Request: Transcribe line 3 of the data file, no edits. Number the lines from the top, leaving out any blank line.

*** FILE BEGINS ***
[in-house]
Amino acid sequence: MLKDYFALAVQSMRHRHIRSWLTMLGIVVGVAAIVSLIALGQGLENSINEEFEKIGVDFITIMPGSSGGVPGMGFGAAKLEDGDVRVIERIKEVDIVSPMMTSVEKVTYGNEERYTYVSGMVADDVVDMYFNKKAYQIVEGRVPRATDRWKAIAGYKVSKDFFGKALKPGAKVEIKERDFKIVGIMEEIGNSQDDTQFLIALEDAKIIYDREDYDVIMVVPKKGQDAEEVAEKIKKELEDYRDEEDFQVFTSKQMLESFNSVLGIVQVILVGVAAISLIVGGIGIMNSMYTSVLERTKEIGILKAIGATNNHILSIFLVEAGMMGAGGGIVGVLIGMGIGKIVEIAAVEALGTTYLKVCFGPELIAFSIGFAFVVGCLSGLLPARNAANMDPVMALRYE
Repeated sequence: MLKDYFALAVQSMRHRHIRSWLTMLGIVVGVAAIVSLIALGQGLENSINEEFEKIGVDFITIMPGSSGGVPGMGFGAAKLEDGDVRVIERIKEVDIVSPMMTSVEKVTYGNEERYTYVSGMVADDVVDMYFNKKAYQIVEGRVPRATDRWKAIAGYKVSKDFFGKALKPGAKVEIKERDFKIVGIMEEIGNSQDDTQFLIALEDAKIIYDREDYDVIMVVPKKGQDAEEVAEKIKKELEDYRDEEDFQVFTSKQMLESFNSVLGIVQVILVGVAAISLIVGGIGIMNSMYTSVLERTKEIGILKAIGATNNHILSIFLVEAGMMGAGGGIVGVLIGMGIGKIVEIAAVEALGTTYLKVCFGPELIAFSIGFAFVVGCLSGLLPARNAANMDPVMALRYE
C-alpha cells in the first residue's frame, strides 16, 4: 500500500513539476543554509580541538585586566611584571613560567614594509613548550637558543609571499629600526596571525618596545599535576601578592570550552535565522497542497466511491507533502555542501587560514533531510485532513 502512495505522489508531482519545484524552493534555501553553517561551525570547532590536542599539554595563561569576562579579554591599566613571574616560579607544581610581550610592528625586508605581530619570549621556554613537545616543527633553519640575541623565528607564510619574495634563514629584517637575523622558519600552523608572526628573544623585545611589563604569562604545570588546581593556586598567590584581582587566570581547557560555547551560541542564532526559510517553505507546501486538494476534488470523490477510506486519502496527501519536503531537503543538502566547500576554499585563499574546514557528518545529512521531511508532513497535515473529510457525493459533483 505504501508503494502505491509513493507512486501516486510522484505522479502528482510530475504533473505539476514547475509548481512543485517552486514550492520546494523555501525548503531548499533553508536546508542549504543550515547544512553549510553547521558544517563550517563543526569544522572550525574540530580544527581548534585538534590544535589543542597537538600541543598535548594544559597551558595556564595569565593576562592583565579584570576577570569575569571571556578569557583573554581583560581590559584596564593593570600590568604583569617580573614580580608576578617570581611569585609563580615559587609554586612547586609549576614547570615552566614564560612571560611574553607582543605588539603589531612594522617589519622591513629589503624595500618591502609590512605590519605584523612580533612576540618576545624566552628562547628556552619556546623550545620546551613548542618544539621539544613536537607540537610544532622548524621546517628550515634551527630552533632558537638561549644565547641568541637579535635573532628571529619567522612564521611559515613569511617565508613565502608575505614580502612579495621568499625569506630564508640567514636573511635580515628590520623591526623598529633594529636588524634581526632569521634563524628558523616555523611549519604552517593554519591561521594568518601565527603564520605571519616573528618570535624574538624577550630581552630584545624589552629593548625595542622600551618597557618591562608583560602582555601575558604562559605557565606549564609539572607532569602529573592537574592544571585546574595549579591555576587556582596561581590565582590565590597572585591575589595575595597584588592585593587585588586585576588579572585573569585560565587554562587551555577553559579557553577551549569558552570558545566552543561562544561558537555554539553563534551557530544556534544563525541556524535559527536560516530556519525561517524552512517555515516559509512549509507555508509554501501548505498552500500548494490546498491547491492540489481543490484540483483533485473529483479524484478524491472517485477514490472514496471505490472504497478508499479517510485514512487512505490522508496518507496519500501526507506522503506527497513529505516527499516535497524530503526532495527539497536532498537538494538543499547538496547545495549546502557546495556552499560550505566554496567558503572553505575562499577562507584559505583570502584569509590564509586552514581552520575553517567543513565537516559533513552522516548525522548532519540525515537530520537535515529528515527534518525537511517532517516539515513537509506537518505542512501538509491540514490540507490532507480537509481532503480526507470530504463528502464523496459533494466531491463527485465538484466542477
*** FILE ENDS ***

Repeated sequence: MLKDYFALAVQSMRHRHIRSWLTMLGIVVGVAAIVSLIALGQGLENSINEEFEKIGVDFITIMPGSSGGVPGMGFGAAKLEDGDVRVIERIKEVDIVSPMMTSVEKVTYGNEERYTYVSGMVADDVVDMYFNKKAYQIVEGRVPRATDRWKAIAGYKVSKDFFGKALKPGAKVEIKERDFKIVGIMEEIGNSQDDTQFLIALEDAKIIYDREDYDVIMVVPKKGQDAEEVAEKIKKELEDYRDEEDFQVFTSKQMLESFNSVLGIVQVILVGVAAISLIVGGIGIMNSMYTSVLERTKEIGILKAIGATNNHILSIFLVEAGMMGAGGGIVGVLIGMGIGKIVEIAAVEALGTTYLKVCFGPELIAFSIGFAFVVGCLSGLLPARNAANMDPVMALRYE